Financial statements analysis

Financial statements analysis - F inancial statements 1...

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Financial statements 1 Financial Statements Analysis Justin Grunigen ACC280 Harri Eloranta University of Phoenix – North Florida Campus Thursday, April 15, 2010
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Financial statements 2 Financial statements analysis Accounting is a field of specialization critical to the functioning of all types of organizations (Hendrickson, 2007). It has a set of standards that are accepted and universally practiced. They are called generally accepted accounting principles (GAAP) (Weygandt, Kimmel, & Kieso, 2007). This set of standards indicates how to report economic events. The U.S. agency that oversees U.S. financial markets and accounting standard-setting bodies is the Securities and Exchange Commission (SEC). The Financial Accounting Standards Board (FASB) is the primary accounting standard- setting body in the U.S. Outside the U.S. is the International Accounting Standards Board (IASB), which has worked closely with the FASB lately in an attempt to minimize their differences (Weygandt, 2007). The following will define the purpose of accounting, and identify the four basic financial statements: income statements, retained earnings statement, balance sheet, and statement of cash flows. Following this will be an explanation of how these statements interrelate with each other, as well as how they are useful managers, investors, creditors, and employees. Accounting consists of three activities. It identifies, communicates, and records economic events of an organization (Weygandt, 2007). This is so interested users can look at what is happening, financially, within a company. Identifying economic events is the first activity to discuss. Economic events could be sales, services provided or rendered, or payment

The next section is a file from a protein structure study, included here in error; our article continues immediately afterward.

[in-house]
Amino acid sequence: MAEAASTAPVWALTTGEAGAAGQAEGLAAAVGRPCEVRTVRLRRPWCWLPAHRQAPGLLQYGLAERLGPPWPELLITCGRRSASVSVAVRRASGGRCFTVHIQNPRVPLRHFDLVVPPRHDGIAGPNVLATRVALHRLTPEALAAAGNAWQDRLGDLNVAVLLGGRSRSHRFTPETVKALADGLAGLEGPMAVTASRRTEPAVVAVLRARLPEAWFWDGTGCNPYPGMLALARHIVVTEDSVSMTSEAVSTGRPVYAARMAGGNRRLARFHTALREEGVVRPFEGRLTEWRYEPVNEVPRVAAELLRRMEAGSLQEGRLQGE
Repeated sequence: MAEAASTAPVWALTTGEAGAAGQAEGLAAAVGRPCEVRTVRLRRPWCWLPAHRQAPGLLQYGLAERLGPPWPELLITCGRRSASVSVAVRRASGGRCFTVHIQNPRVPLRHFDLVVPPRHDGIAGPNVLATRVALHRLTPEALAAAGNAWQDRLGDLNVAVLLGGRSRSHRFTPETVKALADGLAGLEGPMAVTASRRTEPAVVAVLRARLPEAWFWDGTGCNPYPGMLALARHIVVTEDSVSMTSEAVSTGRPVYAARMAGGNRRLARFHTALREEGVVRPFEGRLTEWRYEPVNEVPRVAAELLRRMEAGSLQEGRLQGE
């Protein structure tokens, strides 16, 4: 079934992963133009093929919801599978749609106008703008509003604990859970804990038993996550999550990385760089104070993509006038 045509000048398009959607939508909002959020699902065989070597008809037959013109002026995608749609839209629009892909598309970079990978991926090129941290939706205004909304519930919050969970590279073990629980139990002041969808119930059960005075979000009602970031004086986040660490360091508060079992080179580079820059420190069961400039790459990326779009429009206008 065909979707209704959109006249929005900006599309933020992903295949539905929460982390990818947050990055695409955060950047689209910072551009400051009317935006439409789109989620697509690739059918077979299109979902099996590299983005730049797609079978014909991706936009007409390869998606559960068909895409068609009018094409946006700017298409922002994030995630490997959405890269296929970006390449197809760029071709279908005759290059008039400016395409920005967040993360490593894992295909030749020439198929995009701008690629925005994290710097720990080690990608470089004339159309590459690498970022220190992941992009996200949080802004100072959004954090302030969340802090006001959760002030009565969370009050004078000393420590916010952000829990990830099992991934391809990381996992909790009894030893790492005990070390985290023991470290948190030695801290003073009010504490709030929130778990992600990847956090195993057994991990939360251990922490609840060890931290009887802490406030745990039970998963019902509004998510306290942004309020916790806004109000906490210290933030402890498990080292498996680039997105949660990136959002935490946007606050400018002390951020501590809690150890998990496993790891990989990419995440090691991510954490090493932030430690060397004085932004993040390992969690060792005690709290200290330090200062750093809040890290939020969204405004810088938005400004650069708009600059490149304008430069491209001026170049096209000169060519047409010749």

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This note was uploaded on 03/21/2011 for the course ACC 280 taught by Professor Himmle during the Spring '09 term at University of Phoenix.

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Financial statements analysis - F inancial statements 1...

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